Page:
CCD Clocking Schemes - Charge transfer through CCD shift registers occurs after integration to relocate accumulated charge information to the sense amplifier, which is physically separated from the parallel pixel array. This tutorial explores several clocking schemes that are utilized to transfer charge from the collection gates to the output node.
Building A Charge-Coupled Device - Explore the steps utilized in the construction of a charge-coupled device (CCD) as a portion of an individual pixel gate is fabricated on a silicon wafer simultaneously with thousands or even millions of neighboring elements.
Building A Charge-Coupled Device (Version Number 2) - A second examination of the steps utilized in the construction of a charge-coupled device (CCD). Like the first version this tutorial examines the fabrication of a CCD as a portion of an individual pixel gate is fabricated on a silicon wafer simultaneously with thousands or even millions of neighboring elements.
CCD Operation - Explore the operation of a charge-coupled device (CCD) imaging semiconductor with this interactive Flash tutorial. Modern CCDs consist of a light-sensitive sandwich of insulating silicon dioxide positioned beneath an array of photodiodes and above an array of metal electrodes.
Electronic Shutters - Electronic shutters are employed in charge-coupled devices (CCDs) to control integration time (exposure) of the photodiode array and reduce smear when capturing moving objects in the microscope. Investigate the operation of an electronic shutter in controlling exposure using this interactive Java tutorial.
Frame-Transfer CCD Operation - Designed to operate fast and efficiently without a shutter or synchronized strobe, frame-transfer CCDs exhibit higher frame rates than full-frame designs. Explore image acquisition and transfer in frame-transfer charge-coupled devices with this interactive Java tutorial.
Full-Frame CCD Operation - Full-frame charge-coupled devices have the simplest architecture and are the easiest devices to build and operate. These devices feature high-density pixel arrays capable of producing digital images with the highest resolution currently available.
Interline CCD Operation - Interline charge-coupled device architecture is designed to compensate for many of the shortcomings of frame-transfer CCDs. These devices are composed of a hybrid structure incorporating a separate photodiode and a CCD storage region, protected with a mask structure, into each pixel element.
Interaction of Photons with Silicon - In a charge-coupled device (CCD) incident light must first pass through a silicon nitride passivation coating as well as several thin films of silicon dioxide and polysilicon gate structures before being absorbed into the silicon substrate. This interactive tutorial explores the interaction of photons with silicon as a function of wavelength.
Microlens Arrays - Microlens arrays (also referred to as microlenticular arrays or lenslet arrays) are used to increase the optical fill factor in CCDs, such as interline devices, that suffer from reduced aperture due to metal shielding. These tiny lens systems serve to focus and concentrate light onto the photodiode surface instead of allowing it to fall on non-photosensitive areas of the device, where it is lost from the imaging information collected by the CCD.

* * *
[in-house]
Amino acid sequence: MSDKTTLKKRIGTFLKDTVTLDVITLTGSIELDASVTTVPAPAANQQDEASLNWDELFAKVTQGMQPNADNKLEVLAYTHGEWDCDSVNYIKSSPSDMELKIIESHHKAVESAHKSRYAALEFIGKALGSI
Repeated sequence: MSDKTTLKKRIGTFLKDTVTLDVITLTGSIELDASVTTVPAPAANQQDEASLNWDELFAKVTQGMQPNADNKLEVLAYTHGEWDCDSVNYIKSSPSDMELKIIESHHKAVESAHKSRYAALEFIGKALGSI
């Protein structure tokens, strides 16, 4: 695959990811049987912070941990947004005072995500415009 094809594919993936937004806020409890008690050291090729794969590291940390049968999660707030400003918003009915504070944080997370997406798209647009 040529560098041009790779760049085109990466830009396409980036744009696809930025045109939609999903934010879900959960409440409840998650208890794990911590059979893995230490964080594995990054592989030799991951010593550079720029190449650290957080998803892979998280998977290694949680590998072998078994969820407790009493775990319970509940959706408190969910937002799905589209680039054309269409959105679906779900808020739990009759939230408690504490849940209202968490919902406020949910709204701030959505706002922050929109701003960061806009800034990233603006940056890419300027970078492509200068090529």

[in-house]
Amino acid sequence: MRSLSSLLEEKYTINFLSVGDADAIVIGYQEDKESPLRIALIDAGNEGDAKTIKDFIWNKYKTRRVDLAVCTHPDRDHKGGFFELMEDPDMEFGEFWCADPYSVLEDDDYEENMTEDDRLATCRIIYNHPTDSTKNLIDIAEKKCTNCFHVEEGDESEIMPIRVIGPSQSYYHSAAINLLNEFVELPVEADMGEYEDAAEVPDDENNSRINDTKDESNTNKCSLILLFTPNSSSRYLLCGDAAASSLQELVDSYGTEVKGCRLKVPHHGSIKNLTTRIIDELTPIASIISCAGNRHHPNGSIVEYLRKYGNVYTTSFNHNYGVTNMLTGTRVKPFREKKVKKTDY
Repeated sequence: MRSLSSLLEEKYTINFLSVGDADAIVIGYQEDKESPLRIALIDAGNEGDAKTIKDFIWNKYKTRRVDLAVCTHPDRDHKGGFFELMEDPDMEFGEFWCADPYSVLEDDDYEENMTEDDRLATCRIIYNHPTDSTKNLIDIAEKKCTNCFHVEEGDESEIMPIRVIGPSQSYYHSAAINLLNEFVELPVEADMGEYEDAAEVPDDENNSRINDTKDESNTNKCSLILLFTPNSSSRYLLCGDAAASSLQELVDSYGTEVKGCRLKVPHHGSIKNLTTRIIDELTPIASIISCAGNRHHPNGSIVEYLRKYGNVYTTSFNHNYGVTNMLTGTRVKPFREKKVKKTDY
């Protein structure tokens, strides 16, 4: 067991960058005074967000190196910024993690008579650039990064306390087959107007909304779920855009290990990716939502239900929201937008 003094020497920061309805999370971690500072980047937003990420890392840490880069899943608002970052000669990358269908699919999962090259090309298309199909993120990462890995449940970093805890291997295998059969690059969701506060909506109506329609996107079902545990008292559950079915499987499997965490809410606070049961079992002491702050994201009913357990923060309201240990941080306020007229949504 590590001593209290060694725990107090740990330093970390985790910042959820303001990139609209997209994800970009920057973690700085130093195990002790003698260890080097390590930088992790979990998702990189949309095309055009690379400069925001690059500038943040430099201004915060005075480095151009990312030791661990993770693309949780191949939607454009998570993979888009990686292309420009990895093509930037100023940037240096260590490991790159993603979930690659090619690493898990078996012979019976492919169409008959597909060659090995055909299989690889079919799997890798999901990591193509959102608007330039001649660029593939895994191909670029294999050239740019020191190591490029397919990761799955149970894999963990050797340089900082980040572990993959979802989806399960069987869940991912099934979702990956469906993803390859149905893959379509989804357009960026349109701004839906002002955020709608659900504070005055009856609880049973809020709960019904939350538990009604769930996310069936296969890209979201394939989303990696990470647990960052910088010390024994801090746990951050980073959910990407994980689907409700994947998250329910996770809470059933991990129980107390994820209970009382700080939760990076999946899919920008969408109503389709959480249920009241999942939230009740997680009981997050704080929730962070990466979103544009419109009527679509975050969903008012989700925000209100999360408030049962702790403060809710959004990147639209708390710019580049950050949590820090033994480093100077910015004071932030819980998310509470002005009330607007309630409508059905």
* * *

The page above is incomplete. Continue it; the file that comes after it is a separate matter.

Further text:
Photomultiplier Tubes - Photomultiplier tubes, useful for light detection of very weak signals, are photoemissive devices in which the absorption of a photon results in the emission of an electron. These detectors work by amplifying the electrons generated by a photocathode exposed to a photon flux. Explore electron amplification in photomultiplier tubes with this interactive Flash tutorial.
Channel Photomultipliers - Channel photomultipliers represent a new design that incorporates a unique detector having a semitransparent photocathode deposited onto the inner surface of the entrance window. Photoelectrons released by the photocathode enter a narrow and curved semiconductive channel. Each time an electron impacts the inner wall of the channel, multiple secondary electrons are emitted. These ejected photoelectrons have trajectories angled at the next bend in the channel wall (simulating a dynode chain), which in turn emits a larger quantity of electrons angled at the next bend in the channel. The effect occurs repeatedly, leading to an avalanche effect, with a gain exceeding 100 million.
Side-On Photomultiplier Tubes - In the side-on photomultiplier tube design, photons impact an internal photocathode and eject electrons from the front face. These ejected photoelectrons have trajectories angled at the first dynode, which in turn emits a larger quantity of electrons angled at the second dynode (and so on).
Proximity-Focused Image Intensifiers - Image intensifiers were developed for military use to enhance our night vision and are often referred to as wafer tubes or proximity-focused intensifiers. They have a flat photocathode separated by a small gap on the input side of a micro-channel plate (MCP) electron multiplier and a phosphorescent output screen on the reverse side of the MCP.
Mortimer Abramowitz - Olympus America, Inc., Two Corporate Center Drive., Melville, New York, 11747.
Kenneth R. Spring - Scientific Consultant, Lusby, Maryland, 20657.
Brian O. Flynn, John C. Long, and Michael W. Davidson - National High Magnetic Field Laboratory, 1800 East Paul Dirac Dr., The Florida State University, Tallahassee, Florida, 32310.